15. What is the part of your life experience you would alter if you had the chance to?

I would have studied business.

16. If you were to write a book about yourself, how would you name it?

Esther Unchained.

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19 essential start-up tips for young entrepreneurs

By Abigail Van-West and Ian Wallis

One in five 18-34 year-olds have a business idea. And with young people nearly three times more likely to be unemployed than the rest of the population – the highest level in 20 years – and the volume of new companies rising each year, starting a business has rarely been more pertinent.

While the stats show youth employment – those aged 16-24 actually fell by 181,000 for the year to January 2015, the number unemployed remains close to 750,000. That’s why the number of self-employed young people has risen dramatically since the start of the economic crisis.

Starting a business won’t prove the silver bullet for all, but the support available has certainly never been so good. So, without further ado, here’s our 19-point checklist to guide ambitious and courageous young people through the start-up process.

1. Be inspired and learn from others’ mistakes.

Read the start-up stories of others on websites, in books, or at events for people starting a business. Every successful entrepreneur makes tons of mistakes and they’re often prepared to talk about them with the benefit of hindsight.

2. Get some experience.

Gain an intimate understanding of the sector you plan to launch a business into. In his early 20s Nicko Williamson, the founder of eco-friendly private car hire business Climate Cars, worked in the call centre of an established private car hire company. He learned how the business operated from the inside and discovered areas where he could make small, but critical, tweaks to differentiate what was on offer.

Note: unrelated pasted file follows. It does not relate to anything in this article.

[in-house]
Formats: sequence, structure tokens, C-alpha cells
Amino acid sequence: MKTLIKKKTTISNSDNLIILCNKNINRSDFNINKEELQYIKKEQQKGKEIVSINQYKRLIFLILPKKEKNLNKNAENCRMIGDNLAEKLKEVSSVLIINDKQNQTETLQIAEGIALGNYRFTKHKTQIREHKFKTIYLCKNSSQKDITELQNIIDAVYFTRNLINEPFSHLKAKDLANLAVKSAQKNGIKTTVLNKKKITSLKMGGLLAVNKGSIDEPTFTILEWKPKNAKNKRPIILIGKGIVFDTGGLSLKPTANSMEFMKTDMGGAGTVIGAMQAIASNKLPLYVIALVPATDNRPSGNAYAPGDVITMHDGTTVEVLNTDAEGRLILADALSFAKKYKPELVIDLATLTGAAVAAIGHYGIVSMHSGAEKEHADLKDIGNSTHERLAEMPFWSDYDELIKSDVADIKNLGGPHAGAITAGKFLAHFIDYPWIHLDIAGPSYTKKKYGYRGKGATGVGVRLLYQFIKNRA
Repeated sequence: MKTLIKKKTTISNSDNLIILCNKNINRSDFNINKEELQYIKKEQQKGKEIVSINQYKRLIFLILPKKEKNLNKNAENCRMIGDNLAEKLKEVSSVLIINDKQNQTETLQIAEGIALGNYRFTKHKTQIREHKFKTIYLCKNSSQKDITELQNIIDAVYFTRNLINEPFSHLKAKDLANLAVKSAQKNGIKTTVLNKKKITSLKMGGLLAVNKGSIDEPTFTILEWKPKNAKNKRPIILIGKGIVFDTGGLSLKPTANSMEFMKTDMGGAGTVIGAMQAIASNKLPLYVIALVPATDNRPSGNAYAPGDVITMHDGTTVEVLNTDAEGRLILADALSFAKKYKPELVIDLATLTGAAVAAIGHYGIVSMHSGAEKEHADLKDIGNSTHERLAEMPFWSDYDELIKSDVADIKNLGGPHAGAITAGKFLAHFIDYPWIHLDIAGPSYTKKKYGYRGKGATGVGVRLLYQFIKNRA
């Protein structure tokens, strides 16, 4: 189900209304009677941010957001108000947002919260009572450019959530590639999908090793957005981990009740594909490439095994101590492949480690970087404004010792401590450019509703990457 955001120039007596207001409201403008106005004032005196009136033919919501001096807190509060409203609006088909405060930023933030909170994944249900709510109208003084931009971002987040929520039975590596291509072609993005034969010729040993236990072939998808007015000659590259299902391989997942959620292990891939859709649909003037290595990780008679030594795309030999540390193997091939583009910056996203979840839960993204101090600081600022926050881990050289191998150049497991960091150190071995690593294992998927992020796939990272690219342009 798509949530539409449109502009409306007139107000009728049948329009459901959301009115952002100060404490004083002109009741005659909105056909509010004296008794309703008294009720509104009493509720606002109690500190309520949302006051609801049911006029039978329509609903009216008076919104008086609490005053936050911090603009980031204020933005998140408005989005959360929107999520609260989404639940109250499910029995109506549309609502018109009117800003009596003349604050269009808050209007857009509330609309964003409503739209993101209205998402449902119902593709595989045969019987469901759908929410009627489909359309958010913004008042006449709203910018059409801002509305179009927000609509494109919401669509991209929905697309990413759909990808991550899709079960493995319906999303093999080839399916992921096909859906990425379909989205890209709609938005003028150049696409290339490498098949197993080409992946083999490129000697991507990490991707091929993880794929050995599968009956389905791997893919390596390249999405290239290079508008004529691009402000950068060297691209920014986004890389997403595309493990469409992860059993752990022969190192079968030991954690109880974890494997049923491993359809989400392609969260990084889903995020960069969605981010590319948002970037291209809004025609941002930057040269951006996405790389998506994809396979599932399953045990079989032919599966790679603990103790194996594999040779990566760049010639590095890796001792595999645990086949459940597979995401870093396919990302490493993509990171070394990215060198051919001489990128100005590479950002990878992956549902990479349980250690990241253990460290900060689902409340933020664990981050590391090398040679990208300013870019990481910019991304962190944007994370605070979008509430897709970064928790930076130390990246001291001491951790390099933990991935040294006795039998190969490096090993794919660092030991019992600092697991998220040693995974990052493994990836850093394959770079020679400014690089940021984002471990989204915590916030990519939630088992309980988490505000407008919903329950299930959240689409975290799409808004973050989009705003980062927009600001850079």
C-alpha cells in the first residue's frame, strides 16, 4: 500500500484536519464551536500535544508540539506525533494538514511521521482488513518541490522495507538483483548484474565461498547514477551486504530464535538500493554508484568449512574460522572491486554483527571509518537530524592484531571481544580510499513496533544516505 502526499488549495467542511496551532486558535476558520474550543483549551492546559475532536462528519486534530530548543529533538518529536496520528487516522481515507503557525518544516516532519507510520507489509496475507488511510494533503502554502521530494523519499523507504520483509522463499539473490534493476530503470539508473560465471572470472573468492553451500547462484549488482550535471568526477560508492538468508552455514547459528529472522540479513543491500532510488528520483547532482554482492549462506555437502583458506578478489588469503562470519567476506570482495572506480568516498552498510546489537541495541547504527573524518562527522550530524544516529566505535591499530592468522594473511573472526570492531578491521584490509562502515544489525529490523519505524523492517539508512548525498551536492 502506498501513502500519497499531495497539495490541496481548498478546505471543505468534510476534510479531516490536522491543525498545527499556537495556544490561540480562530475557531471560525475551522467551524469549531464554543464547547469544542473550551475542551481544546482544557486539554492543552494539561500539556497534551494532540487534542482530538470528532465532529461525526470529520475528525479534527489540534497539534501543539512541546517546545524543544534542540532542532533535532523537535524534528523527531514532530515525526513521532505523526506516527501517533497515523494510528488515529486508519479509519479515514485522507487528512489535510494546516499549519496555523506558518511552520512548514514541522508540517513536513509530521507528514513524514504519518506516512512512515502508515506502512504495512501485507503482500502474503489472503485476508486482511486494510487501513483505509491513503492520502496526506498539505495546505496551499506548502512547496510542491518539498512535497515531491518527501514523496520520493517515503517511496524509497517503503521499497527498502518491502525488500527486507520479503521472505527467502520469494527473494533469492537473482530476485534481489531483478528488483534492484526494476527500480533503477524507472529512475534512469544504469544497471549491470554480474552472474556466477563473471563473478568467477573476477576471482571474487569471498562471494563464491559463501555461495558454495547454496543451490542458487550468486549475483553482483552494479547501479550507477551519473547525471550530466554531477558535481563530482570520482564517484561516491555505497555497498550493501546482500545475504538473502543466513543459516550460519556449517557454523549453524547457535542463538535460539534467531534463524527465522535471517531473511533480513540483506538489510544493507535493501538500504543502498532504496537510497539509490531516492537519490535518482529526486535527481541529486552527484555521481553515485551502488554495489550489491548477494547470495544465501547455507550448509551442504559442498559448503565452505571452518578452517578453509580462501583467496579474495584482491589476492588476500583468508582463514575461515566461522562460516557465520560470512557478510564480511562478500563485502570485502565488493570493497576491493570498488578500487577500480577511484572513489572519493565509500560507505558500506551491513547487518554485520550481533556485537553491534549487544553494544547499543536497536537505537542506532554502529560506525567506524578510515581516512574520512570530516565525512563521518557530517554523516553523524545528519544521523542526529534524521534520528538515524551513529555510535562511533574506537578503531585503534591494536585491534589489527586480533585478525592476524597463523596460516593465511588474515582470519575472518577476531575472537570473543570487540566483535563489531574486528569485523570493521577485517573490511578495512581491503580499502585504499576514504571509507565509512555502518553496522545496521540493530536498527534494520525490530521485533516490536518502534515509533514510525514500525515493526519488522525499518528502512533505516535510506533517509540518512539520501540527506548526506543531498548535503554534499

3. Know your customer.

Researching the market that you are thinking of entering is essential and will tell you if you are on the right track. Talk to people within your customer demographic and get an idea of how they would react to your product or service. Very few ideas are entirely original, so you may not need a non-disclosure agreement – and by asking questions about the merits of existing products or services you don’t have to divulge what you plan to do differently anyway.

4. Know your competition.

Market research also enables you to get to grips with your competition. What other products and services like yours are out there already? Not all businesses stem from a revolutionary idea and many successful businesses are borne out of an improvement to an old concept. However, you need to offer customers something noticeably better, cheaper, easier than what they are used to if you are going to draw them away from the familiar.

5. Write a business plan.

Having a great business idea does not mean you have a great business. Write a business plan to encourage yourself to evaluate your idea in detail. Use it to make realistic targets for your business and consider all the costs of setting up and sustaining your company. On this site, you can take a look at our free business plan template.

6. Find a Mentor.